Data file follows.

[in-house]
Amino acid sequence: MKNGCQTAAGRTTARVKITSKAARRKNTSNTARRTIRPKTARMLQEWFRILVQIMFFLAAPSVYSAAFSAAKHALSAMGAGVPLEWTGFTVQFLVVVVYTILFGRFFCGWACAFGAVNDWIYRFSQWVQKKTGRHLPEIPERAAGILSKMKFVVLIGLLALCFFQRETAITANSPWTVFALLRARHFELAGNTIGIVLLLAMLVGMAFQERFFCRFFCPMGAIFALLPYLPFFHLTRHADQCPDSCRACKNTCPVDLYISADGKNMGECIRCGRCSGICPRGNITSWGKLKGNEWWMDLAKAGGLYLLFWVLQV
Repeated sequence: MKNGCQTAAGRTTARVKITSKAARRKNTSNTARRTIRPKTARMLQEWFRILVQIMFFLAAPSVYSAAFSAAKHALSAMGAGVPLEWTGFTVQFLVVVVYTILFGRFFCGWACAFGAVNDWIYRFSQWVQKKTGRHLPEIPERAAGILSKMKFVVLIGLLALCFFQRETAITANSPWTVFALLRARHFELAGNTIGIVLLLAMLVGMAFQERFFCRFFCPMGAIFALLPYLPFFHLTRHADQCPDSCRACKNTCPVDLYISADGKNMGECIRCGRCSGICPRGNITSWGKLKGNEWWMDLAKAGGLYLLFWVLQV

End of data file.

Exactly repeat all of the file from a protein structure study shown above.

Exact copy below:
[in-house]
Amino acid sequence: MKNGCQTAAGRTTARVKITSKAARRKNTSNTARRTIRPKTARMLQEWFRILVQIMFFLAAPSVYSAAFSAAKHALSAMGAGVPLEWTGFTVQFLVVVVYTILFGRFFCGWACAFGAVNDWIYRFSQWVQKKTGRHLPEIPERAAGILSKMKFVVLIGLLALCFFQRETAITANSPWTVFALLRARHFELAGNTIGIVLLLAMLVGMAFQERFFCRFFCPMGAIFALLPYLPFFHLTRHADQCPDSCRACKNTCPVDLYISADGKNMGECIRCGRCSGICPRGNITSWGKLKGNEWWMDLAKAGGLYLLFWVLQV
Repeated sequence: MKNGCQTAAGRTTARVKITSKAARRKNTSNTARRTIRPKTARMLQEWFRILVQIMFFLAAPSVYSAAFSAAKHALSAMGAGVPLEWTGFTVQFLVVVVYTILFGRFFCGWACAFGAVNDWIYRFSQWVQKKTGRHLPEIPERAAGILSKMKFVVLIGLLALCFFQRETAITANSPWTVFALLRARHFELAGNTIGIVLLLAMLVGMAFQERFFCRFFCPMGAIFALLPYLPFFHLTRHADQCPDSCRACKNTCPVDLYISADGKNMGECIRCGRCSGICPRGNITSWGKLKGNEWWMDLAKAGGLYLLFWVLQV